Sharper increases in activity and new orders
• Difficulties sourcing staff result in softer rise in employment
• Supply disruption continues, but at reduced level

Growth momentum continued to build in the Irish construction sector during February, with activity and new orders each rising sharply. The rate of job creation moderated, however, amid some reports of difficulties sourcing additional staff. Meanwhile, the rate of input cost inflation remained sharp and supply-chain disruption continued, albeit to a lesser extent.

The headline seasonally adjusted BNP Paribas Real Estate Ireland Construction Total Activity Index increased to 58.4 in February from 56.1 in January. The latest reading pointed to a tenth successive monthly expansion in construction activity, and one that was the most marked since July last year. Where activity rose, this was mainly linked by panellists to improving demand, while there were some reports of increased work due to the recent storms.

Growth was registered across the three categories of construction covered by the survey, with commercial continuing to record the sharpest expansion. Commercial activity rose at the fastest pace since last June, while growth of housing activity also accelerated, reaching a five-month high. Civil engineering activity rose solidly, albeit at a softer pace than in January.

In line with the picture for activity, new business increased at an accelerated pace in February, with growth largely reflecting rising client demand. The rate of expansion in new orders was at a six-month high.
The rate of growth in purchasing activity also quickened as companies responded to the aforementioned improvements in demand. The latest rise in input buying was the strongest since July last year.

In contrast to the trends seen elsewhere, the rate of job creation slowed in February and was the weakest since last April. Although firms took on extra staff in line with higher workloads, there were some reports that difficulties finding labour and cost considerations limited the pace of jobs growth.

Construction firms also continued to face difficulties securing materials amid ongoing COVID-19 disruption and increasing demand for inputs which added to pressure on suppliers. Vendor lead times lengthened substantially again in February, albeit to the least marked extent in 17 months.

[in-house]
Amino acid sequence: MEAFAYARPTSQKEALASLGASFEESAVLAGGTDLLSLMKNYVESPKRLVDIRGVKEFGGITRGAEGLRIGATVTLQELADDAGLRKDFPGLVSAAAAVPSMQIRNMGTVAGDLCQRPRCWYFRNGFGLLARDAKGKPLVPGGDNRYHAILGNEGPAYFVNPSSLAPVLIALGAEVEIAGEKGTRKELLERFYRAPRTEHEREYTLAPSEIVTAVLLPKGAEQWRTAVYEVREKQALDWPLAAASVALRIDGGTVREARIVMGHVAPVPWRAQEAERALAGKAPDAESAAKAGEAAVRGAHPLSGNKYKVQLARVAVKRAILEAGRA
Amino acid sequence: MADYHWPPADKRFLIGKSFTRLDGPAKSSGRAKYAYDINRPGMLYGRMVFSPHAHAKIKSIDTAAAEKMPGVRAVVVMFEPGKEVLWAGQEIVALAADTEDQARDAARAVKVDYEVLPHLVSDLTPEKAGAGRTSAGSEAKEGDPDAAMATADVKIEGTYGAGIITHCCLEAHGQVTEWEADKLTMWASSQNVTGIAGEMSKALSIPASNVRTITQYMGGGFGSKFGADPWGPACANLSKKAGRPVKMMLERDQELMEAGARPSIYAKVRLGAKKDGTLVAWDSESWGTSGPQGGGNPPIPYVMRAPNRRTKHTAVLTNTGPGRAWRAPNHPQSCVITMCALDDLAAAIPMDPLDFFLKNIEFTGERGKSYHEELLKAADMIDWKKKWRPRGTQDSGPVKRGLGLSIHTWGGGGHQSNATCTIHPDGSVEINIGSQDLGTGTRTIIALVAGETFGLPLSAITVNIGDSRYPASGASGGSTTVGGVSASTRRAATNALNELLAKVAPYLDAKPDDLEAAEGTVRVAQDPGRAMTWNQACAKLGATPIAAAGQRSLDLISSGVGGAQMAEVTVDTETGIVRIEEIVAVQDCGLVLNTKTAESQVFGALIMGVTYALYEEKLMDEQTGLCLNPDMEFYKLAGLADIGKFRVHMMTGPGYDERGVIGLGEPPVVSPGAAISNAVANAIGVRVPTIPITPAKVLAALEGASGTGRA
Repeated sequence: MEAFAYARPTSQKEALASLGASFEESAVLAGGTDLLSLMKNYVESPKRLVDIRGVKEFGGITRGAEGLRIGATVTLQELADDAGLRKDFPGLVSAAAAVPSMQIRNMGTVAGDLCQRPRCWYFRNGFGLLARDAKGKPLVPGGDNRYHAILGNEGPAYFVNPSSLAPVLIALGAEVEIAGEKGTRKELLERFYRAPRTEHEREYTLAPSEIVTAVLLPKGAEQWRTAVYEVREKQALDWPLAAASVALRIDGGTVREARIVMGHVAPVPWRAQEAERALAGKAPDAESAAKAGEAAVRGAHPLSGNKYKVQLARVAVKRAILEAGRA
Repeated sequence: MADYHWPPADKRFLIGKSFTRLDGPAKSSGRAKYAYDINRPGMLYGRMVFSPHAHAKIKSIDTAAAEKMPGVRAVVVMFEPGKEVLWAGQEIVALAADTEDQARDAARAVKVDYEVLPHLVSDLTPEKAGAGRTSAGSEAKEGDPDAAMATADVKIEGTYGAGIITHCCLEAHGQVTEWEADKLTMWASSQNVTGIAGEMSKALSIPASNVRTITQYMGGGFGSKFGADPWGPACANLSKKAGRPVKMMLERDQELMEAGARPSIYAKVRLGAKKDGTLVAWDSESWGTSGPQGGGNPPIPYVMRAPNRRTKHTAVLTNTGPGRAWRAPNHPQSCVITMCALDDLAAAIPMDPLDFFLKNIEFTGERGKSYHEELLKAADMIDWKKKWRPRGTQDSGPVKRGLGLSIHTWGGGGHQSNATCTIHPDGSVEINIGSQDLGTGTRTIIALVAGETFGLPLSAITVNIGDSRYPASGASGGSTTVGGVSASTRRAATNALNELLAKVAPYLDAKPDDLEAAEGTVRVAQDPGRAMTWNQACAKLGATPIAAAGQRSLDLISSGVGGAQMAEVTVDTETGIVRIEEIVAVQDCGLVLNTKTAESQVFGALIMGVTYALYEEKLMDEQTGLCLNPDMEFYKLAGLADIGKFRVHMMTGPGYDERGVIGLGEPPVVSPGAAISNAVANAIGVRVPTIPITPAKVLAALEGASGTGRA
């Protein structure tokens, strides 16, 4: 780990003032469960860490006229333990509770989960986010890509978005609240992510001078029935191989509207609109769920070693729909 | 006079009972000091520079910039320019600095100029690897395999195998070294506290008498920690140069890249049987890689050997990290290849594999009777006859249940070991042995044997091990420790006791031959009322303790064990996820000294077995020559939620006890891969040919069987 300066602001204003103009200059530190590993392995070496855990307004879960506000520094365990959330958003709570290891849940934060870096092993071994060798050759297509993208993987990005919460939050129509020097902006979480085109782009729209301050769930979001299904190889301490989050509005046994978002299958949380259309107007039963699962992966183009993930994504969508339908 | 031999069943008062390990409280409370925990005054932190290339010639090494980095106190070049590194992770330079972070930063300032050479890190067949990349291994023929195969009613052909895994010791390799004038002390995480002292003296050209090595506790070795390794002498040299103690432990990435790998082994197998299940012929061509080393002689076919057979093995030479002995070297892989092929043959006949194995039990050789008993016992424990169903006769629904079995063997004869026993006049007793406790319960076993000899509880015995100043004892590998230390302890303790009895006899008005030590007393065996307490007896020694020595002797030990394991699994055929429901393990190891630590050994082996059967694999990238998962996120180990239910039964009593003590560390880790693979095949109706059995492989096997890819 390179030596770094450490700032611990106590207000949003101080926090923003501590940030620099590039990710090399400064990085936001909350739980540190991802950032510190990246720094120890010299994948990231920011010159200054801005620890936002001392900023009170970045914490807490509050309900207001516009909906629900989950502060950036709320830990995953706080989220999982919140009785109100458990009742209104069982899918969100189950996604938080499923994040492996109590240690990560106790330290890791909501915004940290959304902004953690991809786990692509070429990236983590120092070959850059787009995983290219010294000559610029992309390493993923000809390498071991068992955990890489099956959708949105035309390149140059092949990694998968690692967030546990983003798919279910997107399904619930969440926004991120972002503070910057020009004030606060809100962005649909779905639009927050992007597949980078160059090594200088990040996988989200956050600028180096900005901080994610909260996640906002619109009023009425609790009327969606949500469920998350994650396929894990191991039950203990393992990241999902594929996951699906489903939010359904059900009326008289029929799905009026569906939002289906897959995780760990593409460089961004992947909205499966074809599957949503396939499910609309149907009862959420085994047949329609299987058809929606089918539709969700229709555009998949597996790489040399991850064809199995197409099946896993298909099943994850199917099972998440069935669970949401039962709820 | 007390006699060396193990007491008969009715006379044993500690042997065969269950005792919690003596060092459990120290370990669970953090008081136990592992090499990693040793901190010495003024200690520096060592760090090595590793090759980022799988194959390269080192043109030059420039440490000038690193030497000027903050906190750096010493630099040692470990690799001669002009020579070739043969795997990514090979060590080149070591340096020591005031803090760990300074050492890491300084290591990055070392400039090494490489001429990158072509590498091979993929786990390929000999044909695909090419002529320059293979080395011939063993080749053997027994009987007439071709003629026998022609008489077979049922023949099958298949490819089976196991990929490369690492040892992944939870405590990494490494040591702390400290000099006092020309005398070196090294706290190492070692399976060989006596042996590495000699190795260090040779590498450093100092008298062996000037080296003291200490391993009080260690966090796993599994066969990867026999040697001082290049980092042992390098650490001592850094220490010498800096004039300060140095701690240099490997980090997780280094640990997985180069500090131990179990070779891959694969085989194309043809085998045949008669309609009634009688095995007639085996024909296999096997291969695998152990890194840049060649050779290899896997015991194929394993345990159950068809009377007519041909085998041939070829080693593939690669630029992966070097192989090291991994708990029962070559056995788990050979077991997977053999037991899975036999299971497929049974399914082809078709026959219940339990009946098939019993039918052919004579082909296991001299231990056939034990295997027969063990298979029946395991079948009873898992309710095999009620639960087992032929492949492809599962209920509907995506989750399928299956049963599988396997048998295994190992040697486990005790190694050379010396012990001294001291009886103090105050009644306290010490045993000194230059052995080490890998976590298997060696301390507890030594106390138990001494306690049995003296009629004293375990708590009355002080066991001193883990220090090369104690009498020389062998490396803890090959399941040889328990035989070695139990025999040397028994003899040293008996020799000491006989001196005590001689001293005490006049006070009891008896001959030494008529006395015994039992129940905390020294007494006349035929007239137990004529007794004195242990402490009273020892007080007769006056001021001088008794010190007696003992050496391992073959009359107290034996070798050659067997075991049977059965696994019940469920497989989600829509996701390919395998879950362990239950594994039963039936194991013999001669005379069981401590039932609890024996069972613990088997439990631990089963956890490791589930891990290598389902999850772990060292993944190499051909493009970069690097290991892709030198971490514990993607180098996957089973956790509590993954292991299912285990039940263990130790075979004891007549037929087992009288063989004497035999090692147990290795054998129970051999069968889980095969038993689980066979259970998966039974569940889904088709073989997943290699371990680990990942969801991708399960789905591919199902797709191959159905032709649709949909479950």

Material shortages resulted in a further steep rise in input costs, with the rate of inflation unchanged from
that seen in January. Meanwhile, sub-contractor rates increased at the sharpest pace on record amid a mismatch of supply and demand.

Improvements in demand, a strong pipeline of new work and expectations of a diminished impact of the COVID-19 pandemic resulted in confidence among constructors that activity will increase over the coming year. Although softening from January's recent peak, sentiment was still above the series average.

Commenting on the latest survey results, John McCartney, Director & Head of Research at BNP Paribas Real Estate Ireland, said:

"The February PMI shows that construction activity is now increasing at its fastest pace since last summer’s post-lockdown rebound. Commercial building led-out for the third straight month. This is no surprise considering that the amount of logistics space under construction in Dublin has more than doubled in the last year, and that 2022 is set to be the biggest year for office completions since 2007. However strong commercial activity has not crowded-out residential construction. Consistent with the sharp rise in commencements over the last year, the housing activity index accelerated to 58.5 in February, well above the no-change figure of 50. This continues an 11-month run of expansion in housing activity.

Building companies have reported increasing costs for nearly two years, and the input price index remained elevated in February. Unfortunately things may get worse before they get better; In addition to the impact of Brexit, Covid and the Ukraine conflict on materials costs, labour costs may also be set to rise. Official statistics show that wage pressures in the sector have remained well contained so far, despite 23,300 more construction workers being hired last year. However the February PMI shows that the pace of recruitment has slowed and some firms are now reporting difficulties in finding staff. This could ultimately flow-through to wage inflation which would exacerbate existing cost pressures and have knock-on implications for viability."

Press Release Contact: 

Ellen Browne, Business Coordinator

BNP Paribas Real Estate Ireland
BNP Paribas Real Estate Ireland